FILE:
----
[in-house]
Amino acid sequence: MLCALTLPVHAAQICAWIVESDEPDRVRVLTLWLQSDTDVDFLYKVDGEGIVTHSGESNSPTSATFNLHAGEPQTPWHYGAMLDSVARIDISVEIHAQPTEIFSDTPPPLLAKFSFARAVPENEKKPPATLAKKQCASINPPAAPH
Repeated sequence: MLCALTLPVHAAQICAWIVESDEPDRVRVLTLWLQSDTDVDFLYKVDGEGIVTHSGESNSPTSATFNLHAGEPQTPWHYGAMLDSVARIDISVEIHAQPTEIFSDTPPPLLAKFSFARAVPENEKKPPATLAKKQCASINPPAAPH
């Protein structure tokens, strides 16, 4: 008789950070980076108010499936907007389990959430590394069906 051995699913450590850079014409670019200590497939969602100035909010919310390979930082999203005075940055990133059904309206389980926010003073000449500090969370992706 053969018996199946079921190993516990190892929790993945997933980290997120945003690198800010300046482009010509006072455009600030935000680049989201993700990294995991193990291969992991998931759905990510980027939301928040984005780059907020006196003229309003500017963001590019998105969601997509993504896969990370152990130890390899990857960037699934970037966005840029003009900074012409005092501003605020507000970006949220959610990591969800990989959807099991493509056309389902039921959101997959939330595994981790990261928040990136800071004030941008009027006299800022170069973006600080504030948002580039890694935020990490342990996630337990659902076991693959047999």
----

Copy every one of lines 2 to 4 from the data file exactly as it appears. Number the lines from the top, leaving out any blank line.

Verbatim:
Amino acid sequence: MLCALTLPVHAAQICAWIVESDEPDRVRVLTLWLQSDTDVDFLYKVDGEGIVTHSGESNSPTSATFNLHAGEPQTPWHYGAMLDSVARIDISVEIHAQPTEIFSDTPPPLLAKFSFARAVPENEKKPPATLAKKQCASINPPAAPH
Repeated sequence: MLCALTLPVHAAQICAWIVESDEPDRVRVLTLWLQSDTDVDFLYKVDGEGIVTHSGESNSPTSATFNLHAGEPQTPWHYGAMLDSVARIDISVEIHAQPTEIFSDTPPPLLAKFSFARAVPENEKKPPATLAKKQCASINPPAAPH
């Protein structure tokens, strides 16, 4: 008789950070980076108010499936907007389990959430590394069906 051995699913450590850079014409670019200590497939969602100035909010919310390979930082999203005075940055990133059904309206389980926010003073000449500090969370992706 053969018996199946079921190993516990190892929790993945997933980290997120945003690198800010300046482009010509006072455009600030935000680049989201993700990294995991193990291969992991998931759905990510980027939301928040984005780059907020006196003229309003500017963001590019998105969601997509993504896969990370152990130890390899990857960037699934970037966005840029003009900074012409005092501003605020507000970006949220959610990591969800990989959807099991493509056309389902039921959101997959939330595994981790990261928040990136800071004030941008009027006299800022170069973006600080504030948002580039890694935020990490342990996630337990659902076991693959047999």